Client Acquitted of Sexual Assault
For a person to be found guilty of a crime in this country, the jury must be sure that he committed the crime. Not pretty sure, but sure – period. This is another way of explaining the high burden that the prosecution must meet in every criminal case: proof of the charged offence beyond a reasonable doubt.
By the end of the cross examination of the person who alleged the sexual assault, during which the inconsistencies between the video surveillance and the complainant’s testimony were all pointed out, the client’s accuser acknowledged that she could only be “pretty sure” of what had happened between her and the client during the bus ride. There were many things that the complainant did not remember correctly, and she agreed that if she could be mistaken about those issues, she could be mistaken as to what exactly happened to her, or did not happen to her, on that bus. The client did not need to testify in his own defence.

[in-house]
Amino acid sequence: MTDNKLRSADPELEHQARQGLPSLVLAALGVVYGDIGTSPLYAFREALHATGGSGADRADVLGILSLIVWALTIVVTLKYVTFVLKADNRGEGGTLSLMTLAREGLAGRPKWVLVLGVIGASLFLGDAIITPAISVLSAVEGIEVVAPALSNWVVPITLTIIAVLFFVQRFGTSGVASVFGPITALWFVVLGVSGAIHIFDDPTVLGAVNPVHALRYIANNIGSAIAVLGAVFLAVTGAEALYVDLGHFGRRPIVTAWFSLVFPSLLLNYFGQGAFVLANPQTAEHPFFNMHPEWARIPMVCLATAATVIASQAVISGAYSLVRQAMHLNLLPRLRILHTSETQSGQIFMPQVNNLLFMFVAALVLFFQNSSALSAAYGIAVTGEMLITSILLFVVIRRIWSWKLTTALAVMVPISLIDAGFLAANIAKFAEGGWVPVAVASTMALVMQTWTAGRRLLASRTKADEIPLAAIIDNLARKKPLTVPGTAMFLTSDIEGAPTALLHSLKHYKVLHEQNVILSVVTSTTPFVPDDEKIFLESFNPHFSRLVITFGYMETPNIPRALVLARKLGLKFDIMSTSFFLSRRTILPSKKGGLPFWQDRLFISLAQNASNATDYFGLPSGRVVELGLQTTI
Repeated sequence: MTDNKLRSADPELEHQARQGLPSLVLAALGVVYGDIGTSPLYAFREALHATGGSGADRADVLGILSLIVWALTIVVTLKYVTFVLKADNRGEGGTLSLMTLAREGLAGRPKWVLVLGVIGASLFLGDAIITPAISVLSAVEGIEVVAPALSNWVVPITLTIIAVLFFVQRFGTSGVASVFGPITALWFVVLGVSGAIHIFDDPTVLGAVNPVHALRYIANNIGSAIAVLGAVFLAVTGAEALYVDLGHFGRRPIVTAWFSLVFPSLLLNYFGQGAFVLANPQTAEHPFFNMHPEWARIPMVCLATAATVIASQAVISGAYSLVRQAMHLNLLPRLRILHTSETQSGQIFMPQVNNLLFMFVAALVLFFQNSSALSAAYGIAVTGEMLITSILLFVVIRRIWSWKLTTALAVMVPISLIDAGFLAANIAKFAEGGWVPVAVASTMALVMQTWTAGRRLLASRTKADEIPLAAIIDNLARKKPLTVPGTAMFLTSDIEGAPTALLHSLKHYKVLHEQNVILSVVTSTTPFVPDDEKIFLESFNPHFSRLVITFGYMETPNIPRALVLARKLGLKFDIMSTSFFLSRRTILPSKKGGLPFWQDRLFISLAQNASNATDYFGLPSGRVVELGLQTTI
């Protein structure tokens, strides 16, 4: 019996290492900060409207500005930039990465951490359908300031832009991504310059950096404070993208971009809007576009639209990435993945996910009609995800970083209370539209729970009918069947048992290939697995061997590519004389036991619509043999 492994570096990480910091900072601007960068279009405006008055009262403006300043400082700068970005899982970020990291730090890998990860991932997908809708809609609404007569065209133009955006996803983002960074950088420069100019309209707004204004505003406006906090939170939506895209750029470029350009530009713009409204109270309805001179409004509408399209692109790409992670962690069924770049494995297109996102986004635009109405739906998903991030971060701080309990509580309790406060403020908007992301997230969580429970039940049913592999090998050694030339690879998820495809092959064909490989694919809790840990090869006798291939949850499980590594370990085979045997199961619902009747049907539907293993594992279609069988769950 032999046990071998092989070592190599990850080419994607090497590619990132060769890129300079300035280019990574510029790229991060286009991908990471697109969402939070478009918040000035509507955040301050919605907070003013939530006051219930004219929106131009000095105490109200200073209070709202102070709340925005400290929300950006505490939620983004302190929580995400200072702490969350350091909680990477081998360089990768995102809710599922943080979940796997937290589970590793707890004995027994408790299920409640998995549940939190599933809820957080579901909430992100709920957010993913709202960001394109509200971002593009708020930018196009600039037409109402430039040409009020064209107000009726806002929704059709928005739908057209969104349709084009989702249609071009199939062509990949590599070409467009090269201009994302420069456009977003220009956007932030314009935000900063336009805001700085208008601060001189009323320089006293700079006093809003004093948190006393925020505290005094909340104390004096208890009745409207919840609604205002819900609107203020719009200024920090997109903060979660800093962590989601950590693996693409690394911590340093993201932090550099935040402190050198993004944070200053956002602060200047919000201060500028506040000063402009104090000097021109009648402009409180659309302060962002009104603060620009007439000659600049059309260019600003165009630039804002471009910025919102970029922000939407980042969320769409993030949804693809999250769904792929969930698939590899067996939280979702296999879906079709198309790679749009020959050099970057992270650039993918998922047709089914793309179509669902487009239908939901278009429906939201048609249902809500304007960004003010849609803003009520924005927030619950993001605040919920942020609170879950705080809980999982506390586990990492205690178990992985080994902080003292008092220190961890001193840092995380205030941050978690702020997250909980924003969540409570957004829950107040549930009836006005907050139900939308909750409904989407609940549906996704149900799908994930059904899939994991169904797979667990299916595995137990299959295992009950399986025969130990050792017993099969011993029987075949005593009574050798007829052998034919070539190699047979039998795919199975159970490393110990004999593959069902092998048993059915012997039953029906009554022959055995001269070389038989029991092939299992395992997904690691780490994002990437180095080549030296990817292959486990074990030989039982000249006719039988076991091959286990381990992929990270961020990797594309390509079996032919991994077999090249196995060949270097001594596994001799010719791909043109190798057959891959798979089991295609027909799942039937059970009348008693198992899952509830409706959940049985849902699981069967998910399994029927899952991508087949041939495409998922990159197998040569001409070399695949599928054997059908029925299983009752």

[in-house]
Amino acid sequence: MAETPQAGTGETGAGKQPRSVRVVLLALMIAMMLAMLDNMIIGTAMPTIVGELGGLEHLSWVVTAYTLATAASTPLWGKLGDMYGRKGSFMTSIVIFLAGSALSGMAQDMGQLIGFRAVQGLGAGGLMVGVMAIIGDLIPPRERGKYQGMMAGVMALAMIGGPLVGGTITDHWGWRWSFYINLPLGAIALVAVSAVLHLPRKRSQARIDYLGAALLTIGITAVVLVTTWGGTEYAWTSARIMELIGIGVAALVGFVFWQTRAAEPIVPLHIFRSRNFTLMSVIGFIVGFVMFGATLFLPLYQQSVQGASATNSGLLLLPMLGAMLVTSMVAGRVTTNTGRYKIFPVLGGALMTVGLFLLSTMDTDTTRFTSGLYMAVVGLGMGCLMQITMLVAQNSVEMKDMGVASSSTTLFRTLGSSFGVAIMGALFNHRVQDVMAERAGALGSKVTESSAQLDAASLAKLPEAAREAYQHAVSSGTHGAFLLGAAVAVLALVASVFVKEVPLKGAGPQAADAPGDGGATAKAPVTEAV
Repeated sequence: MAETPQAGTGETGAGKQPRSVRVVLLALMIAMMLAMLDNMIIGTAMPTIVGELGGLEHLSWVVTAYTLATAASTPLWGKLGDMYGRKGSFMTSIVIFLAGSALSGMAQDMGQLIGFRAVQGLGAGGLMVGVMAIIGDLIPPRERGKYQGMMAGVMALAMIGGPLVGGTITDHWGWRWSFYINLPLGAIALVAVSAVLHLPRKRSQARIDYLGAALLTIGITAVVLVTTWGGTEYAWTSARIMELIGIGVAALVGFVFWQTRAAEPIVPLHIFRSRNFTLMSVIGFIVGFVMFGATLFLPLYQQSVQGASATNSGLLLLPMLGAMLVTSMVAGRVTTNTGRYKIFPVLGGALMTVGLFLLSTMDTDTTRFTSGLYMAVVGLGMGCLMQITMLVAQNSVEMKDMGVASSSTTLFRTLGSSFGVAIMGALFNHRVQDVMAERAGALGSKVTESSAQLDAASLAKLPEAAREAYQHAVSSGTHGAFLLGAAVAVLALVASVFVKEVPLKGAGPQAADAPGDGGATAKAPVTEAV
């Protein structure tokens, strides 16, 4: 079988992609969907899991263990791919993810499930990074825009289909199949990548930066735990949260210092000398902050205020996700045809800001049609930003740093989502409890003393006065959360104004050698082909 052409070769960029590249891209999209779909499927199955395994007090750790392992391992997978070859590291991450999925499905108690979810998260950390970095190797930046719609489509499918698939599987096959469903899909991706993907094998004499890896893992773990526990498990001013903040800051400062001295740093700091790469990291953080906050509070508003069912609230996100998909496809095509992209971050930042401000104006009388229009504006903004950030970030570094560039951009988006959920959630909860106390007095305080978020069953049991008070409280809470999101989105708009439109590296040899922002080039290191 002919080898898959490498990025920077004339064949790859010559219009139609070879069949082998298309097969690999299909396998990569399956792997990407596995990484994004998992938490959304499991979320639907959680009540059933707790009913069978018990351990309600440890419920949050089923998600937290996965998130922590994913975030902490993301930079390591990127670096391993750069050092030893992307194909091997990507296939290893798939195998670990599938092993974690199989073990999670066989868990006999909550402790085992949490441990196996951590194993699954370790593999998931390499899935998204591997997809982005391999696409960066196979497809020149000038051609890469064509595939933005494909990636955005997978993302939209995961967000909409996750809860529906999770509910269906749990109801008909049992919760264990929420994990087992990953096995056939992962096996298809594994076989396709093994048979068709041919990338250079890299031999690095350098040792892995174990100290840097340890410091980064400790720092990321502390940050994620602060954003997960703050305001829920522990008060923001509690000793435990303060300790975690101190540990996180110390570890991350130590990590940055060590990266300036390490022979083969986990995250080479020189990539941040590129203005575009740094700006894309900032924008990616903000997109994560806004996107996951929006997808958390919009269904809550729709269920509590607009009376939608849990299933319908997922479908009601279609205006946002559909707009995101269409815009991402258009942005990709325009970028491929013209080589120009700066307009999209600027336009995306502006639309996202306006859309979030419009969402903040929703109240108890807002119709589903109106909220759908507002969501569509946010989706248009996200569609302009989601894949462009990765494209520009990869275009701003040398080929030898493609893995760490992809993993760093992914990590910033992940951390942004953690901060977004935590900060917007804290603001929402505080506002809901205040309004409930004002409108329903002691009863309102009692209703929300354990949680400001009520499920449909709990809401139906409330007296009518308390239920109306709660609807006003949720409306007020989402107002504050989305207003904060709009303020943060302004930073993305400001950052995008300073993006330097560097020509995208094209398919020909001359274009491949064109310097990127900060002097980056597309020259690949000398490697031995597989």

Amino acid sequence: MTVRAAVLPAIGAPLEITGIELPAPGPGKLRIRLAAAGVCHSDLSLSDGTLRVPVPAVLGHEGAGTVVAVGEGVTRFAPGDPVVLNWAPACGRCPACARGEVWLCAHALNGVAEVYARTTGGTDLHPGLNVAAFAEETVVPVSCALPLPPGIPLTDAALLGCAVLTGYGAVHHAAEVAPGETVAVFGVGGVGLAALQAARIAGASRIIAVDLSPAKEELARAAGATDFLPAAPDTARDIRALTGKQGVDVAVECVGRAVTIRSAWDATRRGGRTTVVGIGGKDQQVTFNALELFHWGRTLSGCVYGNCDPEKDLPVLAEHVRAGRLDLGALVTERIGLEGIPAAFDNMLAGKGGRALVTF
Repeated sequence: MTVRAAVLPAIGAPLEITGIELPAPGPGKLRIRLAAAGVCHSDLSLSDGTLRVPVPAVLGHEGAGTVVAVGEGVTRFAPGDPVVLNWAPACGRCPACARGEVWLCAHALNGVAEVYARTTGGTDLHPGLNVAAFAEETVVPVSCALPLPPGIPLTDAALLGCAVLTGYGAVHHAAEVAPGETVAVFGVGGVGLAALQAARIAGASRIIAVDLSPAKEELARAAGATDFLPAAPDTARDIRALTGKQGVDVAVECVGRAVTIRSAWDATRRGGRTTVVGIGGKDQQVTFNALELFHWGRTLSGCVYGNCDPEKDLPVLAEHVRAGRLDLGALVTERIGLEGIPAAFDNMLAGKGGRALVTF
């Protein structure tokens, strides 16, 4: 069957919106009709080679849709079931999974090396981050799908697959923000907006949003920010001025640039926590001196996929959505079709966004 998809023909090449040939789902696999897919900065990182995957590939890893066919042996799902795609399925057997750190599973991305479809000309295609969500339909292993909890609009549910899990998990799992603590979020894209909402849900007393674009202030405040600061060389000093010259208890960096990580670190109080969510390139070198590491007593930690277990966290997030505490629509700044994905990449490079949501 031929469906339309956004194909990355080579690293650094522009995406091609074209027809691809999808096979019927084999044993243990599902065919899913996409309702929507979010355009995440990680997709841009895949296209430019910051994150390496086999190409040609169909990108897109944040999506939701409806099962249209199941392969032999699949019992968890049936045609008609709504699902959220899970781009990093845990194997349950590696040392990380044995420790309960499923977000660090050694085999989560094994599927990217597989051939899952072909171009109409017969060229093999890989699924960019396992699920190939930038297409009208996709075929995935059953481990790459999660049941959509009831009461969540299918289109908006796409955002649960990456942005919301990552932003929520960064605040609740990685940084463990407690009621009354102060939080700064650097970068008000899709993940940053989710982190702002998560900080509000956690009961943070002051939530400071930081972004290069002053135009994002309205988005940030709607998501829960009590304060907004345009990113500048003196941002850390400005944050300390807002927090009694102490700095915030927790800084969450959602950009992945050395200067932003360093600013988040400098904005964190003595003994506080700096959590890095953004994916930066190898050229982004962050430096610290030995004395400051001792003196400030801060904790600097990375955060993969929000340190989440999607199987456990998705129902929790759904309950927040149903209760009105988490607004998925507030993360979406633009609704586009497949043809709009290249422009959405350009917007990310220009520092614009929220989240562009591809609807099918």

In addressing the jury, Mr. MacDonald relied on the complainant’s equivocal degree of certainty as to what happened, together with the surveillance video which, while not showing the hands of the client, did not appear to show any hint of the alleged sexual assault. Within an afternoon of deliberations, the jury returned a unanimous verdict of not guilty.